Quarterback Dilithium Level (Scale: 1 [Navarre] to 10 [Denard]): Dan Persa, without speculating on injury status, is about a six. Kain Colter, his backup and part-time slot receiver, is a seven.
OVERVIEW: Northwestern utilizes a run-heavy spread offense with a strong emphasis on zone read and inside zone plays. Their passing attack is mostly limited to short, quick passes to Jeremy Ebert or running back screens, in large part due to the fact that their offensive line is terrible in pass protection. While Persa, at least before he left the game after feeling discomfort in his injured ankle/foot, looked relatively mobile, he wasn't able to establish himself as a real threat on the ground.
When they scored points, it was on long, drawn-out possessions or after getting the ball with a short field—it doesn't appear that the Wildcats have much quick-strike ability. The running game, especially without injured tailback Mike Trumphy, is pretty ineffective—even after sacks are removed, NW averaged just 3.2 yards per carry on 47 attempts against Illinois. This team needs to be able to chew up yards on the ground to be a big threat, but with a less-than-100% Persa and no deep passing game, their efforts to power their way down the field were mostly fruitless, with the team averaging just 4.9 yards per play.
PLAY BREAKDOWN: This first clip was one of Northwestern's best runs of the day, a simple inside zone in which their left guard and center combine to get a great block to seal off the middle and open up a gaping hole:
This is Northwestern at their most effective, as their zone read game is still hampered by the injury to Persa—who gained just 14 yards on five carries with sacks removed—and Colter doesn't provide enough of a passing threat to keep defenses from keying on the run. The Wildcats were most successful running the ball on the inside zone, despite the fact that their offensive line wasn't opening up many holes—instead, they did a solid job of holding their ground and not letting defenders through, giving the running back time to find a crease inside or bounce the play outside if the defense didn't keep contain. The key for Michigan will be to get penetration in the middle—Mike Martin, I'm looking at you—while maintaining leverage on the outside.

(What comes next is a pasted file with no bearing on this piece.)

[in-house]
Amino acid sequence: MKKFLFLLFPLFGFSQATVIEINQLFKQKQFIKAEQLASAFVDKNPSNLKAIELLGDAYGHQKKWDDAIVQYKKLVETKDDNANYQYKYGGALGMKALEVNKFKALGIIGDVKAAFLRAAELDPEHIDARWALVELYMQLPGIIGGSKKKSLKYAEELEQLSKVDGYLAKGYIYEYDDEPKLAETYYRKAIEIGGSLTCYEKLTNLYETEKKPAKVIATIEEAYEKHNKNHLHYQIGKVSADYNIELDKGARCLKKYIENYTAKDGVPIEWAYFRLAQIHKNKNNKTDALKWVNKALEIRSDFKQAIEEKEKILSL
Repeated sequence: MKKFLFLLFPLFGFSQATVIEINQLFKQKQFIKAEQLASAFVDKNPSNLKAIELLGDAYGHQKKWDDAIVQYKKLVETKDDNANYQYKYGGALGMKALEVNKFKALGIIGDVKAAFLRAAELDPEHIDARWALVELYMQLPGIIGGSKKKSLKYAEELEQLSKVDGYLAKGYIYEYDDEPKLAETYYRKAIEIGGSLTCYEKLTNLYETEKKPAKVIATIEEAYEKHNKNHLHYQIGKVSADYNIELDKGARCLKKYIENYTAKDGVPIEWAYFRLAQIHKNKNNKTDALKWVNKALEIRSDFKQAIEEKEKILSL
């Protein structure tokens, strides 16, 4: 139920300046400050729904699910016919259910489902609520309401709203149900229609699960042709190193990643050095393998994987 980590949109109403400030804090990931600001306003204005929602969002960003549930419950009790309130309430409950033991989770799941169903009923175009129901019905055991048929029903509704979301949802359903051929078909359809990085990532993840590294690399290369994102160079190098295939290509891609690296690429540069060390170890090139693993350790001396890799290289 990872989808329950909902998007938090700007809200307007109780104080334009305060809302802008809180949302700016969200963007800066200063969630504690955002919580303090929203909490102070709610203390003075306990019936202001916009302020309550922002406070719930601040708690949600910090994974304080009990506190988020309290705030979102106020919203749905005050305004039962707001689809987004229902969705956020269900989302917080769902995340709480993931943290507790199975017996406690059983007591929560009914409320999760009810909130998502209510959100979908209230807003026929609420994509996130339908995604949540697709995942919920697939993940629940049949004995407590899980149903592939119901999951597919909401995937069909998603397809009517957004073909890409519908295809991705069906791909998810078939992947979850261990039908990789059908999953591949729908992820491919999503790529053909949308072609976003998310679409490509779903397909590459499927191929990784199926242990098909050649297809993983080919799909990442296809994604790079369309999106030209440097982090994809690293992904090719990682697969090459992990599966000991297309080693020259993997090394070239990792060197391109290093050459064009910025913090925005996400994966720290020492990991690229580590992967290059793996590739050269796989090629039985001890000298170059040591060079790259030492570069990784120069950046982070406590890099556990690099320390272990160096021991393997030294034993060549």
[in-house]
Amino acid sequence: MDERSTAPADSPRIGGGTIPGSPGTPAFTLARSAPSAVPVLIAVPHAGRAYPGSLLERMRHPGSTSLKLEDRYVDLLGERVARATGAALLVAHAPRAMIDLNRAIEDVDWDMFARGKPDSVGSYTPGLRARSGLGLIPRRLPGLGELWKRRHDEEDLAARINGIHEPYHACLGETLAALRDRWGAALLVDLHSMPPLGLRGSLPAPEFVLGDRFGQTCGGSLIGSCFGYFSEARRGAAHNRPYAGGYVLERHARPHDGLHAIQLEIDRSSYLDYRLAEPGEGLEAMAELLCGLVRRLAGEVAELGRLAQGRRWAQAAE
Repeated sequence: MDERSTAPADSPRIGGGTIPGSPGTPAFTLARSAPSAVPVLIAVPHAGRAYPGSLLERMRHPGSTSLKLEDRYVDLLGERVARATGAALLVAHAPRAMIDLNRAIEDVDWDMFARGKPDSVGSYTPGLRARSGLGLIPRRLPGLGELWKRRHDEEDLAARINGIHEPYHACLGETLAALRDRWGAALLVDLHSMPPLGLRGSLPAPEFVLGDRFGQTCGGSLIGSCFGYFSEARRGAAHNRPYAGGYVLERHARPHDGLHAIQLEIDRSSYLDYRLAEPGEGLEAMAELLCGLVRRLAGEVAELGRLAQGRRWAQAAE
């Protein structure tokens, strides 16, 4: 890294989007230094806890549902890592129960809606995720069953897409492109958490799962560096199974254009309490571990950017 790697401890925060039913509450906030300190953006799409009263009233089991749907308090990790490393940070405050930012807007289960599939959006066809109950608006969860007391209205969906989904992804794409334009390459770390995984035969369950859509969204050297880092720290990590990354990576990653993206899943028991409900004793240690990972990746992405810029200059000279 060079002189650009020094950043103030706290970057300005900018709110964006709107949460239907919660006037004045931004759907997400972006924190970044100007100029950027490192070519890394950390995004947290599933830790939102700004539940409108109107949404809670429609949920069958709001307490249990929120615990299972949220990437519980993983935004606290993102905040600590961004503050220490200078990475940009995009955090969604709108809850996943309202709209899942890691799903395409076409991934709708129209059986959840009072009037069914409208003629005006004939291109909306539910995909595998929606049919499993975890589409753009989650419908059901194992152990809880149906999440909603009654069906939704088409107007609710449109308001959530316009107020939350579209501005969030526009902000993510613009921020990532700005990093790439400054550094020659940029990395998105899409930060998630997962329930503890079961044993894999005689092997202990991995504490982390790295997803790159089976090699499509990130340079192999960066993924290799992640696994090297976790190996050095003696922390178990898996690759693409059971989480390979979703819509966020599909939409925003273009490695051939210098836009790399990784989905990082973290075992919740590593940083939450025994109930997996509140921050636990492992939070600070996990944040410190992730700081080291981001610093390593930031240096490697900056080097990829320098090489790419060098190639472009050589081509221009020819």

Hit the jump for the rest, including offensive formations, defense and a brief note on the special teams.
After about a week we had just over 3000 responses, 2983 of them male and 120 female. We are all dudes.
- high school or younger: 16
- undergraduate: 287
- 22-34: 1874
- 34-49: 760
- over 49: 166
- Student: 283
- All or almost all games: 659
- A few games a year: 1173
- Every once in a while: 920
- Never: 68
If anyone wants the full dataset it is available as a csv here.
Graphs? Graphs. I had to shorten some of the Qs so they'd fit on the axis.
Piped In Music: If And When
AFTER THE JUMP: DO PEOPLE LIKE POP EVIL OR NOT?
Not much to see on the Win Probability Chart this week. Michigan was a heavy favorite and shut the door early. After adjusting for the spread the chart imagines a conversation like this:
GopherBoy1960: Hey Chart, do we a shot to get the jug back today.
Chart: I wouldn’t get your hopes up. We are talking about single digit percents here.
GopherBoy1960: So you’re telling me there’s a chance.
LloydBrady: Hey, that’s my line.
Chart: Technically you have a chance but oh wait, just turned the game on and your chance is now zero. Hope you enjoyed your two minutes of hope.
GopherBoy1960: I miss Glen Mason.
Biggest plays of the day (from the unadjusted numbers)
1. Fitzgerald Toussaint rushes for 35 yards on the fourth play of the day, +7%
2. Denard scores from 9 yards out to push the lead to 14, +6%
3. Denard goes for 18 yards to the Minnesota 3 to set up Michigan’s first score, +5%
Worst plays of the day (and there weren’t many)
1. The first appearance of Fritz loses 4 yards, –4%